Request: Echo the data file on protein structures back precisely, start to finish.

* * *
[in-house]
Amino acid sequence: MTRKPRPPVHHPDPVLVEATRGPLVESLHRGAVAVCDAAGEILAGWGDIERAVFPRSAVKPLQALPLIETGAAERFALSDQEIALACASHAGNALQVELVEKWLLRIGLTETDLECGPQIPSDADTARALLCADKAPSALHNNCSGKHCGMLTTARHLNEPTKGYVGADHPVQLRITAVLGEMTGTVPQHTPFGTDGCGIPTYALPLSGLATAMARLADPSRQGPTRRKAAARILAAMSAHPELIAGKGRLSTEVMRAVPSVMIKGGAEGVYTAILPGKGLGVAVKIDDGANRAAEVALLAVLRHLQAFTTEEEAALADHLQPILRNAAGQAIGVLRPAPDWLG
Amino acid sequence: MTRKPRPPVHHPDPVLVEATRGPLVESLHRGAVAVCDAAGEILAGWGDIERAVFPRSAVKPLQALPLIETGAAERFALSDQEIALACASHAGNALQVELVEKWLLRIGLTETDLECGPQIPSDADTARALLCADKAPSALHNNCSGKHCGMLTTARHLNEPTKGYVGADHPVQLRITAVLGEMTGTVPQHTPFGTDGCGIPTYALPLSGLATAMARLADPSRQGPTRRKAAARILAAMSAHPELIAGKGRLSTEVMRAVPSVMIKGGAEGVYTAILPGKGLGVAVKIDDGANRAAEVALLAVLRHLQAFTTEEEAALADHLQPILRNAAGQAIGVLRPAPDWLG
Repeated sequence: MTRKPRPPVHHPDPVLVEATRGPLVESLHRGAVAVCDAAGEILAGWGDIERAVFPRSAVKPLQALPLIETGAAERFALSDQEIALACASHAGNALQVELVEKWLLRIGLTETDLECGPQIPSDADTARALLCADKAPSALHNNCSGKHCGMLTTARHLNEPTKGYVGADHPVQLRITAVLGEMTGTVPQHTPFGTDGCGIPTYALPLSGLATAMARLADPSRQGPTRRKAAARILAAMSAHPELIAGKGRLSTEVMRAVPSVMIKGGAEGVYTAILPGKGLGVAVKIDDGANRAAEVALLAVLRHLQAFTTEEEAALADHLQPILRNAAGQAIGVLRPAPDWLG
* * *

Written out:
[in-house]
Amino acid sequence: MTRKPRPPVHHPDPVLVEATRGPLVESLHRGAVAVCDAAGEILAGWGDIERAVFPRSAVKPLQALPLIETGAAERFALSDQEIALACASHAGNALQVELVEKWLLRIGLTETDLECGPQIPSDADTARALLCADKAPSALHNNCSGKHCGMLTTARHLNEPTKGYVGADHPVQLRITAVLGEMTGTVPQHTPFGTDGCGIPTYALPLSGLATAMARLADPSRQGPTRRKAAARILAAMSAHPELIAGKGRLSTEVMRAVPSVMIKGGAEGVYTAILPGKGLGVAVKIDDGANRAAEVALLAVLRHLQAFTTEEEAALADHLQPILRNAAGQAIGVLRPAPDWLG
Amino acid sequence: MTRKPRPPVHHPDPVLVEATRGPLVESLHRGAVAVCDAAGEILAGWGDIERAVFPRSAVKPLQALPLIETGAAERFALSDQEIALACASHAGNALQVELVEKWLLRIGLTETDLECGPQIPSDADTARALLCADKAPSALHNNCSGKHCGMLTTARHLNEPTKGYVGADHPVQLRITAVLGEMTGTVPQHTPFGTDGCGIPTYALPLSGLATAMARLADPSRQGPTRRKAAARILAAMSAHPELIAGKGRLSTEVMRAVPSVMIKGGAEGVYTAILPGKGLGVAVKIDDGANRAAEVALLAVLRHLQAFTTEEEAALADHLQPILRNAAGQAIGVLRPAPDWLG
Repeated sequence: MTRKPRPPVHHPDPVLVEATRGPLVESLHRGAVAVCDAAGEILAGWGDIERAVFPRSAVKPLQALPLIETGAAERFALSDQEIALACASHAGNALQVELVEKWLLRIGLTETDLECGPQIPSDADTARALLCADKAPSALHNNCSGKHCGMLTTARHLNEPTKGYVGADHPVQLRITAVLGEMTGTVPQHTPFGTDGCGIPTYALPLSGLATAMARLADPSRQGPTRRKAAARILAAMSAHPELIAGKGRLSTEVMRAVPSVMIKGGAEGVYTAILPGKGLGVAVKIDDGANRAAEVALLAVLRHLQAFTTEEEAALADHLQPILRNAAGQAIGVLRPAPDWLG